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Williams v. Oliver

United States District Court, S.D. Alabama, Southern Division

January 16, 2019

WILLIE KEVIN WILLIAMS Petitioner,
v.
NOAH PRICE OLIVER, Warden, Mobile County Metro Jail, Respondent.

          REPORT AND RECOMMENDATIONS

          KATHERINE P. NELSON, UNITED STATES MAGISTRATE JUDGE.

         Petitioner Willie Kevin Williams, an Alabama inmate proceeding pro se and in forma pauperis, has filed a Superseding Petition for a Writ of Habeas Corpus under 28 U.S.C. § 2254 (Doc. 1). Also pending are Williams's motion to amend his petition (Doc. 6) and the motion to appoint counsel (Doc. 8). Under S.D. Ala. GenLR 72(b), Williams' habeas petition and related motions have been referred to the undersigned Magistrate Judge for entry of a recommendation as to the appropriate disposition, in accordance with 28 U.S.C. § 636(b)(1)(B)-(C), Rule 10 of the Rules Governing Section 2254 Cases in the United States District Courts, and S.D. Ala. GenLR 72(a)(2)(R). After conducting preliminary review in accordance with Rule 4 of the Rules Governing Section 2254 Cases in the United States District Courts, the undersigned finds that Williams' superseding habeas petition (Doc. 1) is due to be DISMISSED for lack of jurisdiction as an unauthorized second or successive petition, and that consequently his pending motions (Docs. 6, 8) are due to be found MOOT.

         I. Second or Successive Habeas Petition

         Williams' petition challenges a criminal judgment entered against him by the Circuit Court of Mobile County, Alabama, in September 13, 2012, on his convictions for first-degree rape and robbery along with second-degree kidnapping. However, the docket of this Court reflects that Williams already filed a habeas petition in 2012, 2013 and in 2015 challenging that conviction. (See Willie Kevin Williams v. Gary Hetzel et.al, S.D. Ala. No. 1:12-cv-00693-KD-C, Willie Kevin Williams v. Willie Thomas, S.D. Ala. No. 1:13-cv-00386-CG-M and Willie Kevin Williams v. Willie Thomas, et.al., S.D. Ala. No. 1:15-cv- 00048-CG-M). The record in Williams' 2012 habeas case reflects that his petition there was dismissed without prejudice based upon Williams failure to prosecute the action and comply with the Court's orders. The record in Williams' 2013 habeas case reflects that judgement was entered in favor of the Respondent, Willie Thomas. Additionally, it was ordered that Williams be denied any certificate of appealability and not entitled to appeal in forma pauperis. In 2015, the habeas case reflects that the writ was denied and the action was dismissed. Judgment was entered in favor of the respondent and Williams was denied any further certificate of appealability. The record does not reflect that any appeal was taken in Williams' 2012, 2013 habeas cases, however in Williams' 2015 case, the record reflects that a motion for a certificate of appealability was filed.[1] The motion was denied by the U.S. District Court of Appeals for the Eleventh Circuit and remanded back to this Court. (Doc. 38). Thus, the habeas petition in this action (Doc. 1) is a second or successive petition challenging his 2012 criminal judgment.[2]

         “Before presenting a second or successive petition, the petitioner must obtain an order from the appropriate court of appeals authorizing the district court to consider the petition as required by 28 U.S.C. § 2244(b)(3) and (4).” Rule 9 of the Rules Governing Section 2254 Cases in the United States District Courts. Here, nothing in the record indicates that Williams has received such an order. “Without authorization, the district court lacks jurisdiction to consider a second or successive petition.” Farris v. United States, 333 F.3d 1211, 1216 (11th Cir. 2003) (per curiam) (citing Hill v. Hopper, 112 F.3d 1088, 1089 (11th Cir. 1997) (per curiam)).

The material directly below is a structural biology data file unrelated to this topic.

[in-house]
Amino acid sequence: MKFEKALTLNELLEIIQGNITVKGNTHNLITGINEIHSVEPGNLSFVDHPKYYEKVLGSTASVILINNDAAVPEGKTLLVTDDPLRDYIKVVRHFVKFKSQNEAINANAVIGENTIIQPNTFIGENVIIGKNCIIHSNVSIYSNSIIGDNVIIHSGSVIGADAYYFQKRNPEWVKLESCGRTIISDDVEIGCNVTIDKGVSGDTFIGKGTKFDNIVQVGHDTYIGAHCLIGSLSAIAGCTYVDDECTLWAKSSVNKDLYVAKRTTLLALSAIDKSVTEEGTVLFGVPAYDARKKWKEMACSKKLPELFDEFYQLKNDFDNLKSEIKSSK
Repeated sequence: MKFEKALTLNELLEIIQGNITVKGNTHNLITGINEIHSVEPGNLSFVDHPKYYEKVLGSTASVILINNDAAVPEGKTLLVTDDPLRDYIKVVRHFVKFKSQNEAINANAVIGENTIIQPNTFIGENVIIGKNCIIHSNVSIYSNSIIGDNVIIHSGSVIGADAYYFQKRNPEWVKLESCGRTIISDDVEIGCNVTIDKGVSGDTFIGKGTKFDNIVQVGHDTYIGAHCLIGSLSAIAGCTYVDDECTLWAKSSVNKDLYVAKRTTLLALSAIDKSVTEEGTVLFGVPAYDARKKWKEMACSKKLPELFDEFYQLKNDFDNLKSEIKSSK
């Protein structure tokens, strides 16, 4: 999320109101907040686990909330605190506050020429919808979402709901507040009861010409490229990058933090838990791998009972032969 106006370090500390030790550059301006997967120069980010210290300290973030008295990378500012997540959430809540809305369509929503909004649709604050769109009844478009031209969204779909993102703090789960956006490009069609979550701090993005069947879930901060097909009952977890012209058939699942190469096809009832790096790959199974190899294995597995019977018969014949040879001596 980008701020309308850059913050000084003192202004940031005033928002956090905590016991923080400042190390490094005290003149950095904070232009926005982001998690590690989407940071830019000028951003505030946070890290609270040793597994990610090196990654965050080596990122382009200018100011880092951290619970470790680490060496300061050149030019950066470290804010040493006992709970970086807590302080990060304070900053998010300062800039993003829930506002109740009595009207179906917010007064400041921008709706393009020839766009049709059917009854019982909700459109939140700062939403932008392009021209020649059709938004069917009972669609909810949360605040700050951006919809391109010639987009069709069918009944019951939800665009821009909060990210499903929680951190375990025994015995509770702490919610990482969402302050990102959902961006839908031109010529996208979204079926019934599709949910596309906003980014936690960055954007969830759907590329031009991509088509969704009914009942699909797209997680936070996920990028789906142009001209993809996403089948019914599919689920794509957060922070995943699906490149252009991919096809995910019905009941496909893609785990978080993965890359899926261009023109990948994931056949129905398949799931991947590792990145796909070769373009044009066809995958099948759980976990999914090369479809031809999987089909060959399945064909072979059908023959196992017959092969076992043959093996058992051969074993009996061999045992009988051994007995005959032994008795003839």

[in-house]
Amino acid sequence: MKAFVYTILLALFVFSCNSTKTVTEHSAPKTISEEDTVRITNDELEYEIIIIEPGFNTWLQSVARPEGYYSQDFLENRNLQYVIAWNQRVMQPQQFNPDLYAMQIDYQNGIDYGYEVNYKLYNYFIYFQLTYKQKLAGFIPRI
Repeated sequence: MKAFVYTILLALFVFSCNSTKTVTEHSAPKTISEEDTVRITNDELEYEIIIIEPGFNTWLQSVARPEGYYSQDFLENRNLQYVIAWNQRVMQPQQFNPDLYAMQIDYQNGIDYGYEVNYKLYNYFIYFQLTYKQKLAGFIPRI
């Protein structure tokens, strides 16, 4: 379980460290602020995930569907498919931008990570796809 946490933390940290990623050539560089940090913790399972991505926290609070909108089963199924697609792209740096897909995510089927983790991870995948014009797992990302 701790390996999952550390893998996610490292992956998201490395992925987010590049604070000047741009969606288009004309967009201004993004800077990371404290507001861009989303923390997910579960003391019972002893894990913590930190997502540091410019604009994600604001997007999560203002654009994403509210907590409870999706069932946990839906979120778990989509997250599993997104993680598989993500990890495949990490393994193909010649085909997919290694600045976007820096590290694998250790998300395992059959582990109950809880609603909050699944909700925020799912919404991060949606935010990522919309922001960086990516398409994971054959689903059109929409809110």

Accordingly, the undersigned finds that Williams' present habeas petition (Doc. 1) is due to be DISMISSED for lack of jurisdiction as an unauthorized second or successive petition and that his pending motion to amend complaint (Doc. 6) and motion to appoint counsel (Doc. 8) are therefore MOOT.[3]

         II. Certificate of Appealability

         Generally, “[t]he district court must issue or deny a certificate of appealability when it enters a final order adverse to the applicant” in a § 2254 case. Rule 11(a) of the Rules Governing Section 2254 Cases in the United States District Courts. However, a COA is unnecessary when, as here, the district court is dismissing a successive petition for lack of jurisdiction. See Hubbard v. Campbell, 379 F.3d 1245, 1247 (11th Cir. 2004)

         (per curiam).

         III. Appeal In Forma Pauperis

         “An appeal may not be taken in forma pauperis if the trial court certifies in writing that it is not taken in good faith.” 28 U.S.C. § 1915(a)(3).

A party demonstrates good faith by seeking appellate review of any issue that is not frivolous when examined under an objective standard. See Coppedge v. United States, 369 U.S. 438, 445, 82 S.Ct. 917, 921, 8 L.Ed.2d 21 (1962). An issue is frivolous when it appears that “the legal theories are indisputably meritless.” Carroll v. Gross, 984 F.2d 392, 393 (11th Cir. 1993) (citations omitted). In other words, an IFP action is frivolous, and thus not brought in good faith, if it is “without arguable merit either in law or fact.” Bilal v. Driver, 251 F.3d 1346, 1349 (11th Cir. 2001). More specifically, “arguable means capable of being convincingly argued.” Sun v. Forrester, 939 F.2d 924, 925 (11th Cir. 1991) (internal quotations and citations omitted). Nevertheless, where a “claim is arguable, but ultimately will be unsuccessful, ” it should be allowed to proceed. Cofield v. Ala. Pub. Serv. Comm'n, 936 F.2d 512, 515 (11th Cir. 1991).

Ghee v. Retailers Nat. Bank, 271 Fed.Appx. 858, 859-60 (11th Cir. 2008) (per ...


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